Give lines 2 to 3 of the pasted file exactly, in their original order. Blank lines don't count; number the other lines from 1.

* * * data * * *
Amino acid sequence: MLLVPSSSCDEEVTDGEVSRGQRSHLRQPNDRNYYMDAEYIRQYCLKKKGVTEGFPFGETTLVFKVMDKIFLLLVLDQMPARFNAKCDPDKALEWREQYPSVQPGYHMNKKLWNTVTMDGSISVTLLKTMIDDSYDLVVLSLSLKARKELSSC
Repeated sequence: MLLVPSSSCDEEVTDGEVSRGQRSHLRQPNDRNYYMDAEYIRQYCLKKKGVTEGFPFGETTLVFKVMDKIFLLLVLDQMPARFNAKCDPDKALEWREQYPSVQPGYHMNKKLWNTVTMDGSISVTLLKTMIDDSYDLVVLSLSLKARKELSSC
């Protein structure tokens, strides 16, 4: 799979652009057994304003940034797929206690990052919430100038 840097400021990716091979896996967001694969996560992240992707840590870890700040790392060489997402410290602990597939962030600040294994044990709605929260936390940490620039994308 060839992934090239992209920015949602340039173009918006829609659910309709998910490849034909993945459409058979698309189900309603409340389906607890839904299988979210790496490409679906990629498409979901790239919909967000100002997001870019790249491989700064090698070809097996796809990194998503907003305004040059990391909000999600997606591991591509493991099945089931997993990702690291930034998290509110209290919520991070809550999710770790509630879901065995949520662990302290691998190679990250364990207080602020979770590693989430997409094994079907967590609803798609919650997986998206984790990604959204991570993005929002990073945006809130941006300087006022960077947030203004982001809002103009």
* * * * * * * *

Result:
Repeated sequence: MLLVPSSSCDEEVTDGEVSRGQRSHLRQPNDRNYYMDAEYIRQYCLKKKGVTEGFPFGETTLVFKVMDKIFLLLVLDQMPARFNAKCDPDKALEWREQYPSVQPGYHMNKKLWNTVTMDGSISVTLLKTMIDDSYDLVVLSLSLKARKELSSC
């Protein structure tokens, strides 16, 4: 799979652009057994304003940034797929206690990052919430100038 840097400021990716091979896996967001694969996560992240992707840590870890700040790392060489997402410290602990597939962030600040294994044990709605929260936390940490620039994308 060839992934090239992209920015949602340039173009918006829609659910309709998910490849034909993945459409058979698309189900309603409340389906607890839904299988979210790496490409679906990629498409979901790239919909967000100002997001870019790249491989700064090698070809097996796809990194998503907003305004040059990391909000999600997606591991591509493991099945089931997993990702690291930034998290509110209290919520991070809550999710770790509630879901065995949520662990302290691998190679990250364990207080602020979770590693989430997409094994079907967590609803798609919650997986998206984790990604959204991570993005929002990073945006809130941006300087006022960077947030203004982001809002103009």